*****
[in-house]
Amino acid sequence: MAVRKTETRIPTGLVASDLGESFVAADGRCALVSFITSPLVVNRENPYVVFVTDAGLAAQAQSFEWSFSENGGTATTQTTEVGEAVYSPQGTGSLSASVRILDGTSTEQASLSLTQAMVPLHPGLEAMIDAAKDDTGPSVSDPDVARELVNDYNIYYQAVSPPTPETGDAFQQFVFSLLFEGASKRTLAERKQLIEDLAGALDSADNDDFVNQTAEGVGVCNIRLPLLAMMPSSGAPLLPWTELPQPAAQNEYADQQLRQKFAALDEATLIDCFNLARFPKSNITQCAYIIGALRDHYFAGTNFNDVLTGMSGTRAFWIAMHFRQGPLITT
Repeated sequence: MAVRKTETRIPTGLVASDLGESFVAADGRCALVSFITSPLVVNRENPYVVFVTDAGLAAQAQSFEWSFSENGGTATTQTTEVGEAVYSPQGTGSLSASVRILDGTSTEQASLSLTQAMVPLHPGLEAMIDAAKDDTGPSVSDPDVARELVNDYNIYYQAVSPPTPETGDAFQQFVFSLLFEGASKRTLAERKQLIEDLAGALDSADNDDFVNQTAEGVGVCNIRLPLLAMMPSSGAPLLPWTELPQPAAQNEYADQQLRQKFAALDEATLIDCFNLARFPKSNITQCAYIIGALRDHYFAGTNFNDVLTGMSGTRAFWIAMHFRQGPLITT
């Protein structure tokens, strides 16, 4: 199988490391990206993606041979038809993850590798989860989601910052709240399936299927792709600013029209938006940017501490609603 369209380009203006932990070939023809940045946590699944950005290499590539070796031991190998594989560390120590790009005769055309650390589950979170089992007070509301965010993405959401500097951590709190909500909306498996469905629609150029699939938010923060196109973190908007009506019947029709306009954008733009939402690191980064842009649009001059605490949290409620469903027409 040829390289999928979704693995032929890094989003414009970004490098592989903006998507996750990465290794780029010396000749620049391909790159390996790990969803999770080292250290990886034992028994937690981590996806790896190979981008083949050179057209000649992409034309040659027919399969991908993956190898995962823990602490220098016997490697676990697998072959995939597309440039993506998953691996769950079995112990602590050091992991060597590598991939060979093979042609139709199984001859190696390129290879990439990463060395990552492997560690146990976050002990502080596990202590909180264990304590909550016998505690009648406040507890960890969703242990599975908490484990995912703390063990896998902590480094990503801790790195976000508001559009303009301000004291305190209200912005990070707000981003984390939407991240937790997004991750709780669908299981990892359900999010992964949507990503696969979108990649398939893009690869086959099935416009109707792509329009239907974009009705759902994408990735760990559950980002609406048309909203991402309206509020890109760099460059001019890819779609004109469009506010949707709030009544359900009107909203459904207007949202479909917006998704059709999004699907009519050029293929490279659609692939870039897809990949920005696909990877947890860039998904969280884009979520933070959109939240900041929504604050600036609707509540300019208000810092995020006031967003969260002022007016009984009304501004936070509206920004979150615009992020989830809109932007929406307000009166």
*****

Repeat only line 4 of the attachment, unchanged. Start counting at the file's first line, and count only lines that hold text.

């Protein structure tokens, strides 16, 4: 199988490391990206993606041979038809993850590798989860989601910052709240399936299927792709600013029209938006940017501490609603 369209380009203006932990070939023809940045946590699944950005290499590539070796031991190998594989560390120590790009005769055309650390589950979170089992007070509301965010993405959401500097951590709190909500909306498996469905629609150029699939938010923060196109973190908007009506019947029709306009954008733009939402690191980064842009649009001059605490949290409620469903027409 040829390289999928979704693995032929890094989003414009970004490098592989903006998507996750990465290794780029010396000749620049391909790159390996790990969803999770080292250290990886034992028994937690981590996806790896190979981008083949050179057209000649992409034309040659027919399969991908993956190898995962823990602490220098016997490697676990697998072959995939597309440039993506998953691996769950079995112990602590050091992991060597590598991939060979093979042609139709199984001859190696390129290879990439990463060395990552492997560690146990976050002990502080596990202590909180264990304590909550016998505690009648406040507890960890969703242990599975908490484990995912703390063990896998902590480094990503801790790195976000508001559009303009301000004291305190209200912005990070707000981003984390939407991240937790997004991750709780669908299981990892359900999010992964949507990503696969979108990649398939893009690869086959099935416009109707792509329009239907974009009705759902994408990735760990559950980002609406048309909203991402309206509020890109760099460059001019890819779609004109469009506010949707709030009544359900009107909203459904207007949202479909917006998704059709999004699907009519050029293929490279659609692939870039897809990949920005696909990877947890860039998904969280884009979520933070959109939240900041929504604050600036609707509540300019208000810092995020006031967003969260002022007016009984009304501004936070509206920004979150615009992020989830809109932007929406307000009166």